- Where have all the great French thinkers gone?
The Guardian published a lengthy article on trends in French thinking and intellectual culture by Sudhir Hazareesingh, author of the forthcoming book, How the French Think: An Affectionate Portrait of an Intellectual People. He gives a strong nod to cultural anthropologist Claude Lévi-Strauss and his theory of structuralism as one of the great intellectual contributions of the second half of the twentieth century. Readers will recognize the names of several other theorists who, while not self-identifying as anthropologists, are important to the discipline.
- Forensic anthropologist takes on femicide
The Daily Mail and Globe interviewed forensic anthropologist Luis Fondebrider about his work in Argentina on victims of state political violence and his new involvement in investigating victims of femicide around the world including Canada. This story is part of an ongoing Globe and Mail investigation into the hundreds of missing and murdered indigenous women in Canada. Fondebrider was in Canada as a consultant on The Globe and Mail’s Missing and Murdered Indigenous Women project.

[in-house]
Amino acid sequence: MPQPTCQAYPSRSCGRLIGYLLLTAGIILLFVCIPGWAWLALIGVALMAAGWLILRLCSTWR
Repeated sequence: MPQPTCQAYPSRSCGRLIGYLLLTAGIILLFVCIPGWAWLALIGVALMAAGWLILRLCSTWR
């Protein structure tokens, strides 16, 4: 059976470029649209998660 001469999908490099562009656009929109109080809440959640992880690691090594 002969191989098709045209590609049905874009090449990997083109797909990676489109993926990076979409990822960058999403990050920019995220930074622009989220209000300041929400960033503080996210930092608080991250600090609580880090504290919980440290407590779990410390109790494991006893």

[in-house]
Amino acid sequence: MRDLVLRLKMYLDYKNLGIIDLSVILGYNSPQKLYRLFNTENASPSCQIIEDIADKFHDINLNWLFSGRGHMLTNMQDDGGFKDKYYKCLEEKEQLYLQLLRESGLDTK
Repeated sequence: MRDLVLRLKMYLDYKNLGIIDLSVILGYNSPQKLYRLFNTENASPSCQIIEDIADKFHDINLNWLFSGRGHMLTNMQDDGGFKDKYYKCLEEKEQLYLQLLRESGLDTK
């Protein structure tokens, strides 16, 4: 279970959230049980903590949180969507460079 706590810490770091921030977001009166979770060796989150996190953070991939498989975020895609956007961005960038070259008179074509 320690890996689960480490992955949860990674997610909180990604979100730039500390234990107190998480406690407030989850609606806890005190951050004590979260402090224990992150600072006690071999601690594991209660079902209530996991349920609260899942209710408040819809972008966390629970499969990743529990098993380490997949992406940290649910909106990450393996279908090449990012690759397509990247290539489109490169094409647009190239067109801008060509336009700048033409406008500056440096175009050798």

- Take that anthro degree and…
…become a media star and author. Michael Savage is a multimedia icon in the conservative movement, heard by millions of listeners a week across the United States. He is also the author of 25 books, including four New York Times best-sellers. In 2007, his media presence and profile earned him the coveted “Freedom of Speech Award” from Talkers Magazine. Savage holds a master’s degree in medical botany and another in medical anthropology. He earned a Ph.D. from the University of California at Berkeley in epidemiology and nutrition sciences.
…become a freelance journalist. Casey Coombs was working for The Intercept online news site and other publications in Yemen when he was taken hostage by the Houthis in May. He had been in Yemen for three years doing stories about humanitarian issues. Coombs has B.A. degrees in English and anthropology and a master’s in international affairs, all from the University of Utah. He has been released and will likely resume work as a freelance journalist but perhaps not in Yemen, according to his mother.